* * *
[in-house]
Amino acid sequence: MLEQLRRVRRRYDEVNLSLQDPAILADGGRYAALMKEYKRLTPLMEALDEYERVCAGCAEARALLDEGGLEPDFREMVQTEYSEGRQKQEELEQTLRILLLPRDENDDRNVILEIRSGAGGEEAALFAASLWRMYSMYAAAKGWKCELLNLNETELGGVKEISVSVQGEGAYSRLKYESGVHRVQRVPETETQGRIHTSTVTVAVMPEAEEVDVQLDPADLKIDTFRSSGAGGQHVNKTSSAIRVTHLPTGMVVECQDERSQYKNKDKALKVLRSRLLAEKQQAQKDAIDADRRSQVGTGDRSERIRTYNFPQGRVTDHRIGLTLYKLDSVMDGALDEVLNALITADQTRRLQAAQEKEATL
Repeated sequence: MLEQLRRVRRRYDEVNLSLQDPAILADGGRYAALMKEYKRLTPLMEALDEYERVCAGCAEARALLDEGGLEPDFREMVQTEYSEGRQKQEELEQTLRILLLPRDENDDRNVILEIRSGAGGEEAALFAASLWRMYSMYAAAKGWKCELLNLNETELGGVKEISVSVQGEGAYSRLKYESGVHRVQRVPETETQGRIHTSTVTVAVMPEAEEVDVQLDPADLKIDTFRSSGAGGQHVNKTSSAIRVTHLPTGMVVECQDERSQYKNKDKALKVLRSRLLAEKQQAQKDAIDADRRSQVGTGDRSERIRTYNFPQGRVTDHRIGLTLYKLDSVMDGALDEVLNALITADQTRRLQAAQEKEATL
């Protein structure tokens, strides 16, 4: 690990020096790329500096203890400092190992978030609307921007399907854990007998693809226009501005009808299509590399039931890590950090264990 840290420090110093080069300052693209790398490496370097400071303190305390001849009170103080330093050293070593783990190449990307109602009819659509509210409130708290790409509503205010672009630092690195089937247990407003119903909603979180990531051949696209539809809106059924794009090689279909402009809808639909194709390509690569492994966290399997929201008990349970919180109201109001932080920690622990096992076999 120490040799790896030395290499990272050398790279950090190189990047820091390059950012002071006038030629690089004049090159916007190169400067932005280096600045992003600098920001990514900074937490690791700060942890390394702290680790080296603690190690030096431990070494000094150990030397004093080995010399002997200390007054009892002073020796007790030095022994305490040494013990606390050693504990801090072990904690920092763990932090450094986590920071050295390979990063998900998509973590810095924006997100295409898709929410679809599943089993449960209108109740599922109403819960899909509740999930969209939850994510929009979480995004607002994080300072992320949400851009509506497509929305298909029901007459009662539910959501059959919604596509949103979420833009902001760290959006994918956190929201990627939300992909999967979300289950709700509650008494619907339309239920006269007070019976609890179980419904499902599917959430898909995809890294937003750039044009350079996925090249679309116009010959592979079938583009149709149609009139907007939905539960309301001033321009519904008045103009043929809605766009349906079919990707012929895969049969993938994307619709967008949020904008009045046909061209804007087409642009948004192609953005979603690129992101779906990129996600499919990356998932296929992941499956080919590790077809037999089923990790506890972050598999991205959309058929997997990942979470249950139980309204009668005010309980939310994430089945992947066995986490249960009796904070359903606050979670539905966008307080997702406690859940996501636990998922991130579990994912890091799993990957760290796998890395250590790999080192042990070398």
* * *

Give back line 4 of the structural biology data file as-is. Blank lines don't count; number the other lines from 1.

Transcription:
């Protein structure tokens, strides 16, 4: 690990020096790329500096203890400092190992978030609307921007399907854990007998693809226009501005009808299509590399039931890590950090264990 840290420090110093080069300052693209790398490496370097400071303190305390001849009170103080330093050293070593783990190449990307109602009819659509509210409130708290790409509503205010672009630092690195089937247990407003119903909603979180990531051949696209539809809106059924794009090689279909402009809808639909194709390509690569492994966290399997929201008990349970919180109201109001932080920690622990096992076999 120490040799790896030395290499990272050398790279950090190189990047820091390059950012002071006038030629690089004049090159916007190169400067932005280096600045992003600098920001990514900074937490690791700060942890390394702290680790080296603690190690030096431990070494000094150990030397004093080995010399002997200390007054009892002073020796007790030095022994305490040494013990606390050693504990801090072990904690920092763990932090450094986590920071050295390979990063998900998509973590810095924006997100295409898709929410679809599943089993449960209108109740599922109403819960899909509740999930969209939850994510929009979480995004607002994080300072992320949400851009509506497509929305298909029901007459009662539910959501059959919604596509949103979420833009902001760290959006994918956190929201990627939300992909999967979300289950709700509650008494619907339309239920006269007070019976609890179980419904499902599917959430898909995809890294937003750039044009350079996925090249679309116009010959592979079938583009149709149609009139907007939905539960309301001033321009519904008045103009043929809605766009349906079919990707012929895969049969993938994307619709967008949020904008009045046909061209804007087409642009948004192609953005979603690129992101779906990129996600499919990356998932296929992941499956080919590790077809037999089923990790506890972050598999991205959309058929997997990942979470249950139980309204009668005010309980939310994430089945992947066995986490249960009796904070359903606050979670539905966008307080997702406690859940996501636990998922991130579990994912890091799993990957760290796998890395250590790999080192042990070398």